The Daily Telegraph, 25 April
Jasper Gerard enthuses that the chef-proprietor of the eponomously named Restaurant Sat Bains in Nottingham "is the most wildly inventive chef to emerge from Britain since Heston Blumenthal"
After an amuse-bouche, we get down to hard work with scallop and new season asparagus grown and delivered by the postie. The scallop is covered with black herring roe reclining on tiny asparagus spears, with crunchy hazelnut adding texture. Good, but the next course is great: crab bisque with pickled turnip and brown butter ice cream. Outlandish combinations can clash but this is a love match even though, like all the best marriages, it is slightly sour. Apparently the next dish contains everything a duck would eat, so I must be seriously malnourishing my ducks because they aren't fed anything this fine. In a mini preserving jar filled with cream of sweetcorn and basil oil, we find caramelised popcorn rolled in gingerbread. Hidden below is a mouthful of duck liver. Crunchy, sweet and refreshing: duck liver royale.
Restaurant Sat Bains - review in full >>
The Guardian, 25 April
Matthew Norman enjoys wonderful flavours at affordable prices at Terroirs in London WC2, where charcuterie is the highlight of the Fanco-tapasy menu
All the charcuterie was magnificent, in fact, not least a terrine studded with pistachios, as were buttery, peppery potted brown shrimps. But the coup de grâce was something new to me. The last and only time I used the phrase "to die for", a reader rightly wrote to chide me for the cliché. Now I use it literally about the duck scratchings. With every mouthful of crunchy, unspeakably delicious roasted fat, the damage to the coronary arteries must be enough to provoke the nearby Ministry of Health into launching a War on Terroirs. But as the Doctor put it, on breathing fresh energy into an apparently dead Tardis, "That cost me 10 years of my life … and it was worth every minute."
The Times, 25 April
Giles Coren declares Babington House, near Frome, Somerset, as "the only truly good hotel that I have ever known"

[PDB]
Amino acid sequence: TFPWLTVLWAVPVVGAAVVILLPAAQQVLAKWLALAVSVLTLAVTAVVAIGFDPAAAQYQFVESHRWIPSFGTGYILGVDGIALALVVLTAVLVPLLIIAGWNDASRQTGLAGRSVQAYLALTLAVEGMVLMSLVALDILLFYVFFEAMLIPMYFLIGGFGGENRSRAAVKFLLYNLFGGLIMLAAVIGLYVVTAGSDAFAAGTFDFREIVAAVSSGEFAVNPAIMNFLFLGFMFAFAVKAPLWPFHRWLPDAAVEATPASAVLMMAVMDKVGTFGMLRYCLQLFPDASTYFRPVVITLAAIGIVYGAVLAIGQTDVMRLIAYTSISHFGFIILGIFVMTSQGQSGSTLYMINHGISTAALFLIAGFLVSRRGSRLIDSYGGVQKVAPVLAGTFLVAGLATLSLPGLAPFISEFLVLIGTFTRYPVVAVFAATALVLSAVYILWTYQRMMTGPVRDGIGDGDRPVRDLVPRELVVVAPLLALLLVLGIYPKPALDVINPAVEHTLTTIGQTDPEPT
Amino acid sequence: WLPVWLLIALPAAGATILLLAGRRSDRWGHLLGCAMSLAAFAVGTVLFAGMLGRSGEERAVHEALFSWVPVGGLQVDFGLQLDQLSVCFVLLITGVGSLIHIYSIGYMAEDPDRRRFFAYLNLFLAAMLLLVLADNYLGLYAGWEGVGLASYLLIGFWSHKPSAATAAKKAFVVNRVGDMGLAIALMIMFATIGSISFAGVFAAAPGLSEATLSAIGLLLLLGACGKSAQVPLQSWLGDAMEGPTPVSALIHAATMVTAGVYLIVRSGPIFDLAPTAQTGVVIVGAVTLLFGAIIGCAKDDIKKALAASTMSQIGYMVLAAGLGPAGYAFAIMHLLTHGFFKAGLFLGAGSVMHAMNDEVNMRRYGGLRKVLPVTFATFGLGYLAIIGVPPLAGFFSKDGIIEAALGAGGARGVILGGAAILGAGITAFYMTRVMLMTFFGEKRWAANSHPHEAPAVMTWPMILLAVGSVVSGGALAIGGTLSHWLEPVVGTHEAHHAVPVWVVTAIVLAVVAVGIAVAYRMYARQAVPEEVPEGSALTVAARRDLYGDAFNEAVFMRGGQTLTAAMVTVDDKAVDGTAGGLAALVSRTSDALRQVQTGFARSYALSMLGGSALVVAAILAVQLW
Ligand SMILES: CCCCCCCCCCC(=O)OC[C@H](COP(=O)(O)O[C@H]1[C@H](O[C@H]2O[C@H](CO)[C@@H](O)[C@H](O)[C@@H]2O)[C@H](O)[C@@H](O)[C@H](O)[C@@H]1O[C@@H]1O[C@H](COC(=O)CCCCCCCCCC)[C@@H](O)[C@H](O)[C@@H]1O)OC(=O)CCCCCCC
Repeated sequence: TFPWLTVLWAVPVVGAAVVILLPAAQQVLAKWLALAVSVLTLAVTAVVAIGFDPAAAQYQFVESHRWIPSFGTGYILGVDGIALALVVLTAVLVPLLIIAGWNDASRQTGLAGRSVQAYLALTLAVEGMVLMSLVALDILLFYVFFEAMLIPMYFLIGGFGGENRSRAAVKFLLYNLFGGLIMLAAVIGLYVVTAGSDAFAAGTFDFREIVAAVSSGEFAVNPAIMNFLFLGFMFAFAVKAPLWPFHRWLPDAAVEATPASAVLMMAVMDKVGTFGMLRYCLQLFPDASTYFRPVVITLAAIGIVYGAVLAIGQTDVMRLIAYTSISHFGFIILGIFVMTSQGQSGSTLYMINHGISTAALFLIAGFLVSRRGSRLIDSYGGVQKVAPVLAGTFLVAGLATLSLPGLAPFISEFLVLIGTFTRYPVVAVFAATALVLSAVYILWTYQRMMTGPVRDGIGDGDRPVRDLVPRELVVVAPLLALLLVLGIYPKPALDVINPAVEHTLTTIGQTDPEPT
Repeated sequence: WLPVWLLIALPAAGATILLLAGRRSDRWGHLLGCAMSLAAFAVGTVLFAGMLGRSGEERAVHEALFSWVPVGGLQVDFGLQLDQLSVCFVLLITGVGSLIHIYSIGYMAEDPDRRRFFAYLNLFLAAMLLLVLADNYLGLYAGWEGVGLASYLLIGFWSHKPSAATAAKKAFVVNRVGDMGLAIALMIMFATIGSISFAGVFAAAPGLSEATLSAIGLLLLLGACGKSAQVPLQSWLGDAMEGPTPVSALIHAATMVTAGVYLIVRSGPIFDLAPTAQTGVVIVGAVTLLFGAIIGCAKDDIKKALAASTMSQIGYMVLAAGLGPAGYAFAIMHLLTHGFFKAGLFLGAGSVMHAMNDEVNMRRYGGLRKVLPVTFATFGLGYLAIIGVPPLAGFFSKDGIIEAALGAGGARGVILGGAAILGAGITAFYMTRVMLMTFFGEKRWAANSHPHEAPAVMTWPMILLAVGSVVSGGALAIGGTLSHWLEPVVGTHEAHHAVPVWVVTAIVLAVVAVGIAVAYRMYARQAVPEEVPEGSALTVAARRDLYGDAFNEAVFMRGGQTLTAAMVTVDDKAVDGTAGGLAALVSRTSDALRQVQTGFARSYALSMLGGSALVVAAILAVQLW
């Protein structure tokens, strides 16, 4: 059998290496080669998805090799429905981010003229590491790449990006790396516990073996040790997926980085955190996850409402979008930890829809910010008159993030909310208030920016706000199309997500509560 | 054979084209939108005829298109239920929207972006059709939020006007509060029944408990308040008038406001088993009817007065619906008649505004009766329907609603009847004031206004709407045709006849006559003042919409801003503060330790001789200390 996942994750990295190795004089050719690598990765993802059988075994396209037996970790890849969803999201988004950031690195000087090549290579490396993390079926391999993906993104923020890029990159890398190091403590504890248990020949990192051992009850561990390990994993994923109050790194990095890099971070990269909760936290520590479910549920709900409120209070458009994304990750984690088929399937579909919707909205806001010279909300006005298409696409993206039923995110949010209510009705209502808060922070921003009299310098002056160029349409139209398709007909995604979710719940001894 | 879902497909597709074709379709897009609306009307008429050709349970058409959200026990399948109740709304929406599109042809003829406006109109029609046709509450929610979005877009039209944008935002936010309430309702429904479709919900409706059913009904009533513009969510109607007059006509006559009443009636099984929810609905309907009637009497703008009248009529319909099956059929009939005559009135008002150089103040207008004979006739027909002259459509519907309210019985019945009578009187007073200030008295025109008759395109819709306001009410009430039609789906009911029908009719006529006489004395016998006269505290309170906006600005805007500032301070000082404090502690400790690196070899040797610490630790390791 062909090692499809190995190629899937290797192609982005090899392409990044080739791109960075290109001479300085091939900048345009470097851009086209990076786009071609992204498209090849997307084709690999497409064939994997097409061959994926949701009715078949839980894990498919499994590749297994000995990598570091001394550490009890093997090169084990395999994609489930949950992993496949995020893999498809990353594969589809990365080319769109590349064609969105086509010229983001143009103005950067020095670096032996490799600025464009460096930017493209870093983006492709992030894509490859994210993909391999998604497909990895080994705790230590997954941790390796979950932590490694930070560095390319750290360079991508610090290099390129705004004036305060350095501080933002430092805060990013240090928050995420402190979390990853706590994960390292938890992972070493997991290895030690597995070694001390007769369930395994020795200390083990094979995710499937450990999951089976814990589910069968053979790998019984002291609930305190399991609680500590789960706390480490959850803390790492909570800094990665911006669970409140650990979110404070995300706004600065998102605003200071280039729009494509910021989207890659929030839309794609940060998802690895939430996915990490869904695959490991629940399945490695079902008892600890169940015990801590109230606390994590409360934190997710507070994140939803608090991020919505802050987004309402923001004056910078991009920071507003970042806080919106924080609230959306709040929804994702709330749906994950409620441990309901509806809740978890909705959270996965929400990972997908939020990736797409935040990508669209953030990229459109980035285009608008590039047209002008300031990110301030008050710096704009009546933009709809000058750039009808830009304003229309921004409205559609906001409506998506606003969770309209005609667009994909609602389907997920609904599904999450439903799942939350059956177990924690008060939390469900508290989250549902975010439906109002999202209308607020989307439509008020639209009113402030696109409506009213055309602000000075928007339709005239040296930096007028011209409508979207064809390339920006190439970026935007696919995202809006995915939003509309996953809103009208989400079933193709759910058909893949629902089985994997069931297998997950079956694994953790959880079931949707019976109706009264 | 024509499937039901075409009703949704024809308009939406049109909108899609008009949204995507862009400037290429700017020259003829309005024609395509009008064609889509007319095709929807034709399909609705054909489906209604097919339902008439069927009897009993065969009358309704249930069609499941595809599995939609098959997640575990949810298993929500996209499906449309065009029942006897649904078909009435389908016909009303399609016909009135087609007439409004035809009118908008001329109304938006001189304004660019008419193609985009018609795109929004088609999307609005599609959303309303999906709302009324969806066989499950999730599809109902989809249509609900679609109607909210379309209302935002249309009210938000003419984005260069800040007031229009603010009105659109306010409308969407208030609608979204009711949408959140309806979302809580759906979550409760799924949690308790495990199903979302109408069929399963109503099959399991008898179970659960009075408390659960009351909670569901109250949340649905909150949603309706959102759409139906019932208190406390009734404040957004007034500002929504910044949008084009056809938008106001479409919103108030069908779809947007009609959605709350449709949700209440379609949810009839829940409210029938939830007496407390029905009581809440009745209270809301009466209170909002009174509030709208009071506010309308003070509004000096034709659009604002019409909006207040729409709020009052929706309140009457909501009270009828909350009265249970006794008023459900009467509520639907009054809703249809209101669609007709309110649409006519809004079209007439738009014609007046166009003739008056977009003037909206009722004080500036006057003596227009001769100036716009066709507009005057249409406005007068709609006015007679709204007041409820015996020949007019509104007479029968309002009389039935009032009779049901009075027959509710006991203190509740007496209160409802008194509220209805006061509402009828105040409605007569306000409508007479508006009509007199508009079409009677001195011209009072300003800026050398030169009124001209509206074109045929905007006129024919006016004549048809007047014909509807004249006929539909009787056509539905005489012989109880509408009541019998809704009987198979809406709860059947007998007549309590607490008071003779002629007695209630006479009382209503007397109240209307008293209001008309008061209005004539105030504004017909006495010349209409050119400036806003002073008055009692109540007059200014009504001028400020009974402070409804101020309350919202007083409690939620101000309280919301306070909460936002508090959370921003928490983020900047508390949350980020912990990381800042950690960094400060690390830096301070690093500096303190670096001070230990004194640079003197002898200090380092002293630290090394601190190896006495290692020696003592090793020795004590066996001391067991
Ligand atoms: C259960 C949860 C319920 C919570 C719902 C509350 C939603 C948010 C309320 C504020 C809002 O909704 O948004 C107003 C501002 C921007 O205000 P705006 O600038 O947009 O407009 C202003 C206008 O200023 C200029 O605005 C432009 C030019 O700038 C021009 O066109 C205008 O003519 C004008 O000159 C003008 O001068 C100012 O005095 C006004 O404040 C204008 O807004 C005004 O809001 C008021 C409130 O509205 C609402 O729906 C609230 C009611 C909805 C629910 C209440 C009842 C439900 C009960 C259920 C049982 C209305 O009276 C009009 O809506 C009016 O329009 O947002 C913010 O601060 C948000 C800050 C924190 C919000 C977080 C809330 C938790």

And the restaurant was terrific. No Michelin stars, just a big airy brasserie, full of light from vast windows through which the green and blue of field and sky had plenty of room to pour. And the room had a buzz. An actual buzz. Like in a big city. And the menu was like a big-city menu, too: totally confident, relaxed, eclectic and enticing. I ate excellent pizza, brilliant breakfasts (kippers, boiled eggs, soldiers, marmalade, good coffee), a great veal chop, Cornish crab with cucumber and proper mayonnaise, a juicy pigeon with braised red cabbage, there was very good halibut with Jerusalem artichokes, monkfish, breamâ¦ and vegetarians are well catered for, and children as well, obviously, and the wine list is brief but sophisticated, and, and, andâ¦ Oh, I just wanted never to have to leave.
Babington House - review in full >>
The Independent on Sunday, 26 April
Terry Durack says Sir Michael Parkinson may own The Royal Oak in Paley Street, Berkshire, but the real star of the pub-restaurant is head chef Dominic Chapman The kitchen's attention to the seasons is obvious in a lightly frothy new-season's garlic soup (£6.50), studded with wild mushrooms and cleverly offset by a toast soldier of intensely salty anchovy paste. Not at all seasonal is macaroni cheese with ham hock (£8), which lifts what can so easily be mindless stodge into a treat of perfectly cooked small pasta and shredded ham hock in a light, creamy, Gruyère-scented sauce. The old "he's having meat, she's having fish" conundrum is solved by a light, fruity, smoky Trimbach Alsatian Pinot Noir (£26) taken from the sturdy, Bordeaux-strong list. It takes both dishes in its stride, particularly the picture-pretty red mullet (£21). Sensitively cooked and arranged on fat little soused cockles, mussels and seaweed-like strands of samphire, it's like a day at the seaside.
The Royal Oak - review in full >>
By Janet Harmer
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